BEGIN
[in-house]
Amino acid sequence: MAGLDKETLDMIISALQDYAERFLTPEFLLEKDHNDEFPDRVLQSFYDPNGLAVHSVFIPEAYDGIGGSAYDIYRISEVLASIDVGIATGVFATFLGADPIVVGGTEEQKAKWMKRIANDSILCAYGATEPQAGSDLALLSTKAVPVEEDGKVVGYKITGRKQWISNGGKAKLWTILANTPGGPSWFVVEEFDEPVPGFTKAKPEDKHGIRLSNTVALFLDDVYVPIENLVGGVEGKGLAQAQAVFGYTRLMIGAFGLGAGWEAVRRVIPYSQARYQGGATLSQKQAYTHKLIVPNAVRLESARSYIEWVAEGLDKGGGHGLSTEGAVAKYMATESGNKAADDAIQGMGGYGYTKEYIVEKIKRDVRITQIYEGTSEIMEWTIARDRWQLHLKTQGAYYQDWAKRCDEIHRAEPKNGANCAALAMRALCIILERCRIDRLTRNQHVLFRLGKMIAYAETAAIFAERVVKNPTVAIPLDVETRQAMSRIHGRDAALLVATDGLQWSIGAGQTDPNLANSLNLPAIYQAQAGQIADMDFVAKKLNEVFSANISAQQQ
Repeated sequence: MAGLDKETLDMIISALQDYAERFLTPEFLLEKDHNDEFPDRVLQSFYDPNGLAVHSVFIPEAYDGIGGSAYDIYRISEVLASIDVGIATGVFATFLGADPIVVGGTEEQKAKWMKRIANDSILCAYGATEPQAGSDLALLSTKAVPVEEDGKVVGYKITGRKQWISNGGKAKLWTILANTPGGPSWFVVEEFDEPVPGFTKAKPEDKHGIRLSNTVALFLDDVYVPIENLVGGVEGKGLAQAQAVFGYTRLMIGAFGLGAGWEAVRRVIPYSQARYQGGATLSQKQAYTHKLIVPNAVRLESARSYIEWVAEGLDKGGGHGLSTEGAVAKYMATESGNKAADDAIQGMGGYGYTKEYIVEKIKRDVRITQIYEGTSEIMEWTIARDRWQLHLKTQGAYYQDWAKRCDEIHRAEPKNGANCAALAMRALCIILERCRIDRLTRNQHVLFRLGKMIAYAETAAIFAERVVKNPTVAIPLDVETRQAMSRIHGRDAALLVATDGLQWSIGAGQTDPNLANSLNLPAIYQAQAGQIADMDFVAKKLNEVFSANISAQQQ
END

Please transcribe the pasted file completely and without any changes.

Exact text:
[in-house]
Amino acid sequence: MAGLDKETLDMIISALQDYAERFLTPEFLLEKDHNDEFPDRVLQSFYDPNGLAVHSVFIPEAYDGIGGSAYDIYRISEVLASIDVGIATGVFATFLGADPIVVGGTEEQKAKWMKRIANDSILCAYGATEPQAGSDLALLSTKAVPVEEDGKVVGYKITGRKQWISNGGKAKLWTILANTPGGPSWFVVEEFDEPVPGFTKAKPEDKHGIRLSNTVALFLDDVYVPIENLVGGVEGKGLAQAQAVFGYTRLMIGAFGLGAGWEAVRRVIPYSQARYQGGATLSQKQAYTHKLIVPNAVRLESARSYIEWVAEGLDKGGGHGLSTEGAVAKYMATESGNKAADDAIQGMGGYGYTKEYIVEKIKRDVRITQIYEGTSEIMEWTIARDRWQLHLKTQGAYYQDWAKRCDEIHRAEPKNGANCAALAMRALCIILERCRIDRLTRNQHVLFRLGKMIAYAETAAIFAERVVKNPTVAIPLDVETRQAMSRIHGRDAALLVATDGLQWSIGAGQTDPNLANSLNLPAIYQAQAGQIADMDFVAKKLNEVFSANISAQQQ
Repeated sequence: MAGLDKETLDMIISALQDYAERFLTPEFLLEKDHNDEFPDRVLQSFYDPNGLAVHSVFIPEAYDGIGGSAYDIYRISEVLASIDVGIATGVFATFLGADPIVVGGTEEQKAKWMKRIANDSILCAYGATEPQAGSDLALLSTKAVPVEEDGKVVGYKITGRKQWISNGGKAKLWTILANTPGGPSWFVVEEFDEPVPGFTKAKPEDKHGIRLSNTVALFLDDVYVPIENLVGGVEGKGLAQAQAVFGYTRLMIGAFGLGAGWEAVRRVIPYSQARYQGGATLSQKQAYTHKLIVPNAVRLESARSYIEWVAEGLDKGGGHGLSTEGAVAKYMATESGNKAADDAIQGMGGYGYTKEYIVEKIKRDVRITQIYEGTSEIMEWTIARDRWQLHLKTQGAYYQDWAKRCDEIHRAEPKNGANCAALAMRALCIILERCRIDRLTRNQHVLFRLGKMIAYAETAAIFAERVVKNPTVAIPLDVETRQAMSRIHGRDAALLVATDGLQWSIGAGQTDPNLANSLNLPAIYQAQAGQIADMDFVAKKLNEVFSANISAQQQ